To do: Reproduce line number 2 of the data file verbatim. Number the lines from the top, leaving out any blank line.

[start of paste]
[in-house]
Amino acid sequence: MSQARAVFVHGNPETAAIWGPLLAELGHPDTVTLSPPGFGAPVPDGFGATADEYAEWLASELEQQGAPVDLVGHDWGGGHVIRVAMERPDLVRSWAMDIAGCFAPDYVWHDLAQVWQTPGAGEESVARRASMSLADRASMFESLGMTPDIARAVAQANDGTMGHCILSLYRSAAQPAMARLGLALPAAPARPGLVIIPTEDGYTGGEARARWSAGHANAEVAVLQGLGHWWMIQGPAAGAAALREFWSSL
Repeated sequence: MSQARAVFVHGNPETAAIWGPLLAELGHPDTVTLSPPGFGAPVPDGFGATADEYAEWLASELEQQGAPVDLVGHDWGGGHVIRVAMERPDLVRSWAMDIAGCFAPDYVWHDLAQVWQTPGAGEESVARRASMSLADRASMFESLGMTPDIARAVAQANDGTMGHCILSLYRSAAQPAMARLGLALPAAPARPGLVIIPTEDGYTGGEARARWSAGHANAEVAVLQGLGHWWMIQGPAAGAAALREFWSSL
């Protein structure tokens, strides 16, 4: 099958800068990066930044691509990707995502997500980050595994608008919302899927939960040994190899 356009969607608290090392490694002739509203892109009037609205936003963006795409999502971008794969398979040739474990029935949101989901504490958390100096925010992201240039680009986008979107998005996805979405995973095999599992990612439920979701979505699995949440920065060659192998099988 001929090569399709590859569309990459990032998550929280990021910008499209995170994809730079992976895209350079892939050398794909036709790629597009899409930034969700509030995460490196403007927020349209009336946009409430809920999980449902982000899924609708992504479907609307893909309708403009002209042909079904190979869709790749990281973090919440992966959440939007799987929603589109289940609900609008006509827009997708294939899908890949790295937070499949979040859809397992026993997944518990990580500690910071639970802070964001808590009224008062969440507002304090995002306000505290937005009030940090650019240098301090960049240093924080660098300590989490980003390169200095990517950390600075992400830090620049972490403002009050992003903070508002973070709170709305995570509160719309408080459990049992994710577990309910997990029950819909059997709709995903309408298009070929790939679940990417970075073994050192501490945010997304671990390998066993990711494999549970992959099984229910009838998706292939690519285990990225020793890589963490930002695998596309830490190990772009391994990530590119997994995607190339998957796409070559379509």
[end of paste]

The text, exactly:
Amino acid sequence: MSQARAVFVHGNPETAAIWGPLLAELGHPDTVTLSPPGFGAPVPDGFGATADEYAEWLASELEQQGAPVDLVGHDWGGGHVIRVAMERPDLVRSWAMDIAGCFAPDYVWHDLAQVWQTPGAGEESVARRASMSLADRASMFESLGMTPDIARAVAQANDGTMGHCILSLYRSAAQPAMARLGLALPAAPARPGLVIIPTEDGYTGGEARARWSAGHANAEVAVLQGLGHWWMIQGPAAGAAALREFWSSL